Legendary singer Tony Bennett reveals Alzheimer's diagnosis

New York (AFP) –


American crooner Tony Bennett has revealed he was diagnosed with Alzheimer's disease in 2016 but kept his condition quiet as he continued to work and tour.

The 94-year-old went public in a lengthy feature story published Monday in AARP The Magazine, the widely circulated periodical of the American Association of Retired People.

"Life is a gift -- even with Alzheimer's," Bennett tweeted, linking to the article.

The hitmaker with a cheery smile has had a particularly strong past decade career-wise despite his condition, becoming the oldest person ever to reach number one on the US album sales chart with his collection of duets with Lady Gaga.

The AARP article said a follow-up album with the pop star is set for release this spring.

"Singing is everything to him. Everything," said Susan Benedetto, Bennett's wife. "It has saved his life many times."

Bennett -- who trained in the operatic Bel Canto tradition and began his career in 1945 -- has continued to make music and sing at home to keep his brain stimulated with encouragement from his neurologists, according to the magazine.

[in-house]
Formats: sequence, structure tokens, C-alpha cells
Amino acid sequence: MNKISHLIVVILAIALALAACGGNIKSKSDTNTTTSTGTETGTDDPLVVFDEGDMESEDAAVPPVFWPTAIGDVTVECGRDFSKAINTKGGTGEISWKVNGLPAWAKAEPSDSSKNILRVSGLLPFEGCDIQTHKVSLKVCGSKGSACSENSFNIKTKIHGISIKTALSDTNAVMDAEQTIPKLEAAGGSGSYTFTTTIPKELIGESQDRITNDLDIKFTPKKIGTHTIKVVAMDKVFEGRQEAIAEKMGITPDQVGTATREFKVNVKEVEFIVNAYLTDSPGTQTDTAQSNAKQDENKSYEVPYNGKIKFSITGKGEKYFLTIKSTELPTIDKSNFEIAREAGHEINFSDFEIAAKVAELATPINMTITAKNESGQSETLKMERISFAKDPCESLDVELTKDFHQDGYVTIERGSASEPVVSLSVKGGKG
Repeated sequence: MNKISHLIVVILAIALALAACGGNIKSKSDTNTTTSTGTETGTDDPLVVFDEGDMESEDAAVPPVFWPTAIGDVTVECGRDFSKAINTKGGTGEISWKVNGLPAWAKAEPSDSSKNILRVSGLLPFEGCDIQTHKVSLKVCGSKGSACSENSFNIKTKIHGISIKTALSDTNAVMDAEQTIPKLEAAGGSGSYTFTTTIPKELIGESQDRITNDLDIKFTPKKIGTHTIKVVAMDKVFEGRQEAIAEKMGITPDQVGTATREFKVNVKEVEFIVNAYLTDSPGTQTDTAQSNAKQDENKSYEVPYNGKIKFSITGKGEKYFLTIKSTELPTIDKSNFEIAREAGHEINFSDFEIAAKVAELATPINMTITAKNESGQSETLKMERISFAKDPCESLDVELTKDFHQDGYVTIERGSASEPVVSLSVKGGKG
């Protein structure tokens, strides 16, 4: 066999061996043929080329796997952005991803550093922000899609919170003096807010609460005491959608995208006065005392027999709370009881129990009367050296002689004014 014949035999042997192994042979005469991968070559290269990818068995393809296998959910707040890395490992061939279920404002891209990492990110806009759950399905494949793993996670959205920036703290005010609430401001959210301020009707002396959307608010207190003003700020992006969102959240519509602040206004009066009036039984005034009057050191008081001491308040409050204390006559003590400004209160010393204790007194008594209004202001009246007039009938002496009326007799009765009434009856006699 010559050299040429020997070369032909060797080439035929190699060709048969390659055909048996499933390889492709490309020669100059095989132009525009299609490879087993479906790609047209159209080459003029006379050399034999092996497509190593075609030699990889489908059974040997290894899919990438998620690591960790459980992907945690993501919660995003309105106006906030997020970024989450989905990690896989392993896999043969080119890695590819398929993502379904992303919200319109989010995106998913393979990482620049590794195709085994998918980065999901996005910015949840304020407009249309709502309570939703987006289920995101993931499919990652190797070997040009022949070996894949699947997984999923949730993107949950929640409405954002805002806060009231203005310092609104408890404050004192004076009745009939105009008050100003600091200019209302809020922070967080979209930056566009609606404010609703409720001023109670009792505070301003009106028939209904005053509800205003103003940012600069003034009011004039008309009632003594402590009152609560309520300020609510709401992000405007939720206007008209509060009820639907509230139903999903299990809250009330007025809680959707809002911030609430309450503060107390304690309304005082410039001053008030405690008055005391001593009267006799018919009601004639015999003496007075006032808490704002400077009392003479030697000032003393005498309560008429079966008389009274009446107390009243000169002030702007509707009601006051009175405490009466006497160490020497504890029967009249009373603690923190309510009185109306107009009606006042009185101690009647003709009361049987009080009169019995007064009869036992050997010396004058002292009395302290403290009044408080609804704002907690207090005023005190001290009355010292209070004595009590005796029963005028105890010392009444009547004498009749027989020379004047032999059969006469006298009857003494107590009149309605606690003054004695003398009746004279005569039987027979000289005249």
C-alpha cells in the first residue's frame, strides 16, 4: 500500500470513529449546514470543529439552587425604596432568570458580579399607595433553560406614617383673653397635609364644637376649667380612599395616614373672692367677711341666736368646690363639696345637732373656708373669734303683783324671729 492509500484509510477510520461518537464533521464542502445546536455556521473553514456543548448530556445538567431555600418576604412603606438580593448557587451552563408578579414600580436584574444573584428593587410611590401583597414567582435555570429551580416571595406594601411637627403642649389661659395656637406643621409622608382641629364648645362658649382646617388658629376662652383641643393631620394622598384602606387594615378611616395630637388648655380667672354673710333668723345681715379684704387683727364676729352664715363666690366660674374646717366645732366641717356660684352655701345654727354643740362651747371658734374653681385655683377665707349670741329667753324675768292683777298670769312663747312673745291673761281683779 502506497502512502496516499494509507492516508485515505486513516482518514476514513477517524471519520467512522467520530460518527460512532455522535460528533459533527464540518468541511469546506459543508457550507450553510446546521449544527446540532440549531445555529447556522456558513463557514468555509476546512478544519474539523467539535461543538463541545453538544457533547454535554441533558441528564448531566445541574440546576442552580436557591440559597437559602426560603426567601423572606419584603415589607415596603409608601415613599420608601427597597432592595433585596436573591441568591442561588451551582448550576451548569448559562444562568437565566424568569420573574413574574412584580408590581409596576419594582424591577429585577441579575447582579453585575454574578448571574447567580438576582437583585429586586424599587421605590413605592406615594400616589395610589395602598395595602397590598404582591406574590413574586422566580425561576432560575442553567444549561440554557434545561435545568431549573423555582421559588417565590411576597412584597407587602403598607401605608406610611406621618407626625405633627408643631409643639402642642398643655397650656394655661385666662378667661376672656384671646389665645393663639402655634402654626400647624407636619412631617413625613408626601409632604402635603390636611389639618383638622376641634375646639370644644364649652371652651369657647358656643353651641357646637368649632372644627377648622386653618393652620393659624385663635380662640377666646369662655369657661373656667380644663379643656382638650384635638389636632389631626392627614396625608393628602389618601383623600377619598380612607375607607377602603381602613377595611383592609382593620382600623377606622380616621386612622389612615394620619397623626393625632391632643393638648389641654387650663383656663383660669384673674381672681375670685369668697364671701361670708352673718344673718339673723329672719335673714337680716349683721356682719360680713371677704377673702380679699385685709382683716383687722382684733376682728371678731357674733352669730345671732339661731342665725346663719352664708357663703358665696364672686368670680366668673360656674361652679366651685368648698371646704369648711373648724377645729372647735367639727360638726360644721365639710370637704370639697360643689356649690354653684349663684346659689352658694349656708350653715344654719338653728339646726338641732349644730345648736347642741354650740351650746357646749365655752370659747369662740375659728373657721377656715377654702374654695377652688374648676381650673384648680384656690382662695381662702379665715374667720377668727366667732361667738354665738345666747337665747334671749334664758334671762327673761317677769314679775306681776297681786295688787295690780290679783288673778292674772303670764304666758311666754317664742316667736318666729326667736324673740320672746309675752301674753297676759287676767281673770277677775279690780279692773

The article references documentary footage of Bennett's sessions with Gaga, in which the singer appears at times "lost and bewildered."

Gaga appears aware of Bennett's condition, the article said, speaking in short, simple phrases that Alzheimer's researchers say are best for communicating with patients.

"You sound so good, Tony," she says at one point, to which he replies "thanks."

In one scene Bennett is described as appearing "utterly mystified about his whereabouts" before going on stage.

"But the moment he heard the announcer's voice boom 'Ladies and gentlemen -- Tony Bennett!'" he would transform into performance mode," AARP reports.

His last public performance was March 11 last year in New Jersey, before the pandemic halted touring.

"This has been a real blow from a cognitive perspective," one of his neurologists, Gayatri Devi, told the magazine.

"His memory, prior to the pandemic, was so much better. And he's not alone. So many of my patients are negatively affected by the isolation, the inability to do the things that matter to them," she said.

"For someone like Tony Bennett, the big high he gets from performing was very important."